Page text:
Why Are There Metal Shavings in the Transmission Fluid?
Normal wear of the transmission produces metal shavings in the fluid. While this is not a problem, it indicates it is time to change the fluid, according to AutoZone. Failure to perform this maintenance task according to schedule allows these shavings to increase transmission wear, leading to early failure.
Automatic transmission vehicles use automatic transmission fluid, while manual transmissions use a variety of oils and other fluids. When changing the fluid, the owner's manual provides information on the type to use. It is essential to follow the manufacturer's recommendation, as certain fluids are not compatible with others.
Manufacturers offer different maintenance schedules for transmissions. Typical service schedules for an automatic transmission include oil changes every 60,000 to 100,000 miles, while manual transmissions require changes every 30,000 to 60,000 miles. If the vehicle operates under high heat or dusty conditions or tows trailers, fluids require more frequent changes.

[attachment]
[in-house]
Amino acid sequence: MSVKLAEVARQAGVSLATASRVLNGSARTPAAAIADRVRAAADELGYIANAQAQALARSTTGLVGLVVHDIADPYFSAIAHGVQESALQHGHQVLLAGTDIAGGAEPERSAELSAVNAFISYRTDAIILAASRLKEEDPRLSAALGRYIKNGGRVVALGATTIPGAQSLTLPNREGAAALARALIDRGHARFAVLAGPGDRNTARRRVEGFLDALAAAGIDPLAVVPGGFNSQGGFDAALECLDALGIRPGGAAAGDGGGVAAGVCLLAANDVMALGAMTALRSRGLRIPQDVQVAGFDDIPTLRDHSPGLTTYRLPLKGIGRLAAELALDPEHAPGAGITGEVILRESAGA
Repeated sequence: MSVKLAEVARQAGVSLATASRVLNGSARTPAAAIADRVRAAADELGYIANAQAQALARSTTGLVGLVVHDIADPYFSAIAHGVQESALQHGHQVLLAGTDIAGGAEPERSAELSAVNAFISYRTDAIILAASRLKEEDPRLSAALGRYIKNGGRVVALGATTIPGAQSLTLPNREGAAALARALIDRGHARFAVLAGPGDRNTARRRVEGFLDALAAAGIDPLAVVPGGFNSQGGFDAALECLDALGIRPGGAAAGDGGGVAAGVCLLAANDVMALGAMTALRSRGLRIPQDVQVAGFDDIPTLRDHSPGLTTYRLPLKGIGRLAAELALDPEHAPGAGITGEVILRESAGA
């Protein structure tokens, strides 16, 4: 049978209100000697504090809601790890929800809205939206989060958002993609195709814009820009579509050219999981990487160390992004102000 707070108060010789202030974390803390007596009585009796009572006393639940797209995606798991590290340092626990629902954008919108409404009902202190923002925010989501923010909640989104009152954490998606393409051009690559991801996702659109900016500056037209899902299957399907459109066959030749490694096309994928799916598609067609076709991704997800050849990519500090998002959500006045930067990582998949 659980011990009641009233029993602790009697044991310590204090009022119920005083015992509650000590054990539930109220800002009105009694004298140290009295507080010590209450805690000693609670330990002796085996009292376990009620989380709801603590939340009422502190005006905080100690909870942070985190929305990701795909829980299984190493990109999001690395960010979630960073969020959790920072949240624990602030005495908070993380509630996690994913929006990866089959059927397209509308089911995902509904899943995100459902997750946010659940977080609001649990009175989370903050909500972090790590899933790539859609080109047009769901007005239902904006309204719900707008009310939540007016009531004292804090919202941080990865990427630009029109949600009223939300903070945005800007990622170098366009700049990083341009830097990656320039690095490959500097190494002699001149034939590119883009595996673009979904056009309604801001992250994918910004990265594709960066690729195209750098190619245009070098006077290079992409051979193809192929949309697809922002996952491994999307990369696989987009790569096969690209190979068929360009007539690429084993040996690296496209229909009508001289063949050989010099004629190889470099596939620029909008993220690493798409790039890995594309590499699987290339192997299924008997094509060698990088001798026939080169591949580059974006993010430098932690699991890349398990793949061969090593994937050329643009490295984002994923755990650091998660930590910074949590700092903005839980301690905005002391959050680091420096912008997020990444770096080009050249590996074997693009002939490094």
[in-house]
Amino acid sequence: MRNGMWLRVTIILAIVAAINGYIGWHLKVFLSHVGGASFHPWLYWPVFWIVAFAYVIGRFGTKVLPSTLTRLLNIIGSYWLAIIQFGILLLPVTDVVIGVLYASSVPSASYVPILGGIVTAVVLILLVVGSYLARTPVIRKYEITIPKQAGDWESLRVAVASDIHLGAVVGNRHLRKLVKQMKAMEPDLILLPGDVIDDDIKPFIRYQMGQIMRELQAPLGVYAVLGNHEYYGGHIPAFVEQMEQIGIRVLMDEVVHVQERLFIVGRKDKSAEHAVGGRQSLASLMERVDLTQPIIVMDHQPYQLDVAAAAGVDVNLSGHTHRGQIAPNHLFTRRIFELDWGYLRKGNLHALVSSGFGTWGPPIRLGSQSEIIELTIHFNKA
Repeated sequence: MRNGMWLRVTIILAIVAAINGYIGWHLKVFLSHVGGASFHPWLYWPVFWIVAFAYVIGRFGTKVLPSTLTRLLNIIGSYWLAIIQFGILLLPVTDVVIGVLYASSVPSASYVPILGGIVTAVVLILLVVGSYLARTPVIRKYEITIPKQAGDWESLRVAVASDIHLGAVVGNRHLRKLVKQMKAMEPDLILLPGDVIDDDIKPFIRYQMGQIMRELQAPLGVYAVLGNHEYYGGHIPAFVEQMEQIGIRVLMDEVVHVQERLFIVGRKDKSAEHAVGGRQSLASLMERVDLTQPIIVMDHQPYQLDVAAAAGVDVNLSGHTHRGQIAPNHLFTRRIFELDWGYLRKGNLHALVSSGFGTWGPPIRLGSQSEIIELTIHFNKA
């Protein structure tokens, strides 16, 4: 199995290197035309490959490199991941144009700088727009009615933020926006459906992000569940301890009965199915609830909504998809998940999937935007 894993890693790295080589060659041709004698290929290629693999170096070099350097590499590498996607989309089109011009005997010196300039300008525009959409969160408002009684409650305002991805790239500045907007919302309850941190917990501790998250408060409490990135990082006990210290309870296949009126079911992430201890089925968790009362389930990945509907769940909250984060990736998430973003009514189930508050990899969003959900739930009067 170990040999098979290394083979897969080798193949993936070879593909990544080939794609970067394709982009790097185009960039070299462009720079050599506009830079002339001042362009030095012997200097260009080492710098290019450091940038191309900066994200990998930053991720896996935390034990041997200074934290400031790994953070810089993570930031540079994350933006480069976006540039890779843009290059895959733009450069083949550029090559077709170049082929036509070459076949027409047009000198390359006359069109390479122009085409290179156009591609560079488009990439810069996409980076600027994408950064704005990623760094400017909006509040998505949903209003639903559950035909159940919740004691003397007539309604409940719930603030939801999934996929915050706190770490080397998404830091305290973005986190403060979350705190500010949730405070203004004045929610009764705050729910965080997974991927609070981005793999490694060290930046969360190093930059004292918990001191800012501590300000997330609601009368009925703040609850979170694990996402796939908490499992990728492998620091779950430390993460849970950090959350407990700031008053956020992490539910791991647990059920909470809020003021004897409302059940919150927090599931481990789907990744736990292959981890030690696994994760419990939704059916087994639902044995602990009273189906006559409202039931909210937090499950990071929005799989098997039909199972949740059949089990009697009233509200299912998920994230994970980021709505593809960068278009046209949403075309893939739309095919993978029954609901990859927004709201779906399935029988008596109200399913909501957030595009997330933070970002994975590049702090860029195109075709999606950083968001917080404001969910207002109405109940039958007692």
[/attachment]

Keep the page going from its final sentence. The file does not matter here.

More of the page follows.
Manufacturers recommend that owners check fluid levels regularly between changes, adding more as necessary. Unfortunately, there are few noticeable signs of low transmission fluid until damage occurs to the transmission. Cars do not burn transmission fluid, so a low level is almost always an indication of a fluid leak. A red oily substance under the vehicle is usually leaking from the transmission.